We are trying to support local businesses during this difficult time, and have been collecting information/links to trusted resources. You can access them below:
Support Information Links
- Media Release LPS - How to secure my business while it is closed?
- Government of Alberta supports for Albertans
- Government of Alberta supports for employers & employees
- Government of Canada Employment Insurance (EI) and Sickness Benefits
- Government of Canada supports for businesses
- Government of Canada temporary wage subsidy
- BDC support information
- Webinars (Lacombe & District Chamber)
- CFIB - Small Business Help Desk
- Canadian Hospitality Relief Fund
- EDC Business Credit Availability Program
- Community Futures Funding
- The Canada Emergency Business Account
- Canada Emergency Commercial Rent Assistance
1. Utility Payment Deferral (3 months) Effective April 2020, the City is suspending late payment penalties on utility accounts. This will give residents and businesses a ‘grace period’ of three months where utility payments can be deferred, after which they have six months to repay the deferred amount. You only need to contact the City if you are on a Pre-authorized Payment Plan; however all ratepayers are encouraged to pay any amount they can in order to minimize utility carry-over payments. To sign up for the program if you are on a Preauthorized Payment Plan, or for more information, call (403)782-1265 or email email@example.com.
2. Tax Installment Payment Plan System (TIPPS) Property Tax Payment Deferral (3 months) This program will give property owners the opportunity to defer their TIPP payments for a maximum of three months (April, May, June), beginning April 2020. If owners miss the April deadline to defer, they can still sign up and defer their May and June payments. When payments resume in July, they will be adjusted to the appropriate amount needed to have the balance paid off in full by December 31, 2020.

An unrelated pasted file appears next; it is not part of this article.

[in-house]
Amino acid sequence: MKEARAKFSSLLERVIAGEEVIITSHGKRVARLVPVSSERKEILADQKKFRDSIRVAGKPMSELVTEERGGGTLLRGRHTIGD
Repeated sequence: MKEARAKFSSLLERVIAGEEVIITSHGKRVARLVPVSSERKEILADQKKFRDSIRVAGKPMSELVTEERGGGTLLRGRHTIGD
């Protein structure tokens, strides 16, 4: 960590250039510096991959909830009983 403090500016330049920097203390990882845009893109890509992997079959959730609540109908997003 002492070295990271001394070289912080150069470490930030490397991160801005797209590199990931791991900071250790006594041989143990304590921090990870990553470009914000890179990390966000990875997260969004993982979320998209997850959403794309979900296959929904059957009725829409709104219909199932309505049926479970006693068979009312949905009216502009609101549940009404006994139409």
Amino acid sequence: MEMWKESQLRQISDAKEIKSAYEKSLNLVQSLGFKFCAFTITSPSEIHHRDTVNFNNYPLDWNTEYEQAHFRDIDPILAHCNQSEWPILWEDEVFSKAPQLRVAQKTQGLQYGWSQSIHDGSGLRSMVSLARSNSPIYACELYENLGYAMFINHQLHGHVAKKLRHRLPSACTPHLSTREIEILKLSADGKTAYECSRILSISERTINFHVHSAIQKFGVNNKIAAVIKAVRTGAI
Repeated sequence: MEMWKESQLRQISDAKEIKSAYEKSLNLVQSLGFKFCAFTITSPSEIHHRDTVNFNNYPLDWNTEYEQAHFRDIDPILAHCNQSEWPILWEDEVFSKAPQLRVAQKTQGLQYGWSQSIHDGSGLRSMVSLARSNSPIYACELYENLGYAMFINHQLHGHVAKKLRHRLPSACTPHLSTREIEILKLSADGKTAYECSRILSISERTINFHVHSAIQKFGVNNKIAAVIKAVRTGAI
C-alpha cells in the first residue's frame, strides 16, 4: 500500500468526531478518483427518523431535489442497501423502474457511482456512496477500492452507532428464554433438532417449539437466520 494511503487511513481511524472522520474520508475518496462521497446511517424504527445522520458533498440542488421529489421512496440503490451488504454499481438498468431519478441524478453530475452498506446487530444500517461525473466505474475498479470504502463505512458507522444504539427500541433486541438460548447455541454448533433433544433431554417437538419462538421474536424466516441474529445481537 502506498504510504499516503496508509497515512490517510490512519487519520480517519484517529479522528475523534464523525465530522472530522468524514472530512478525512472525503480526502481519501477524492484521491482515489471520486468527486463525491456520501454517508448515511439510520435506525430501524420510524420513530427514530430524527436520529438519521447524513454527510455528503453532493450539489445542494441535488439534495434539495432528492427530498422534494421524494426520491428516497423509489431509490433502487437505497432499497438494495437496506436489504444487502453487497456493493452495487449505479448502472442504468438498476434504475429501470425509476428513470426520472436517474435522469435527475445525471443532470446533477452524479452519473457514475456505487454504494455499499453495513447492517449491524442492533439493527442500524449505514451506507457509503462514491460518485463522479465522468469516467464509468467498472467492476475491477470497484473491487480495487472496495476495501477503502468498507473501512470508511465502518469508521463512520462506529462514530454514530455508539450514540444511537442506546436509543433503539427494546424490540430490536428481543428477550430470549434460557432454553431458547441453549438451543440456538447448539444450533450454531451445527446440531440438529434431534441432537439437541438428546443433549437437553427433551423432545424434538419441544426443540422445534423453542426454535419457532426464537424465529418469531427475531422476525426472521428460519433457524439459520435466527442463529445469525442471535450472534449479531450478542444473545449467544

To sign up for the TIPPS deferral, or if you have questions about the program, please call 403-782-1257, email firstname.lastname@example.org, or access the form “Tax Installment Payment Plan Deferral Form” online at http://lacombe.ca/living/taxes-assessment.
3. Property Tax Deadline Deferral (6 months) The City is moving the property tax deadline from June 30 to December 31, 2020, to provide cash flow relief to residents and businesses financially impacted by the pandemic. Please note that property tax notices will be mailed out in May for those wishing to pay by June 30.
Please Note: Item number 3 applies only to residents and businesses who pay directly the City of Lacombe after receiving their tax notice. It does not apply to financial institutions that remit property tax payments to the City of Lacombe on behalf of property owners. Those who wish to defer tax payments made with their mortgages need to contact their financial institutions.
For more information, please call 403-782-1257 or email email@example.com.
Staff are available to answer any questions you may have:
Consider these tips offered by Economic Developers Alberta
Don’t panic. Be intentional in your decision-making, to ensure your business continues post pandemic;
Keep employees healthy. Review your employee HR policies and assistance plans, and plan for contingencies. Issues to consider include absenteeism, presenteeism, communications, sick leave, employee travel, social distancing, and workplace hygiene;
Increase level and frequency of office cleaning;
Encourage social distancing. For example, employees should avoid gathering in the lunchroom;
Create flexible working arrangements, if you can - consider schedules, locations, and roles;
Utilize online programs that allow teams to collaborate and communicate in virtual office environments. Meetings can be done over Skype, Google Hangouts, or Zoom, while real-time collaborations can be done using free platforms like Collabedit;
Monitor and preserve cash flow. Look at all the costs of your business, and reduce discretionary and non-essential expenses. Fixed costs such as wages, rent, utilities, financing costs, and tax liabilities are not affected by a decline in sales and need to be properly managed;
Mortgage holders, landlords, and vendors may have show tolerance and/or offer deferred payment programs. In some cases, you may be able to explore loan modification programs. Investigate low-interest refinance options for higher priced debt;
If you rent space, seek extensions from your landlord if unable to pay the rent on time;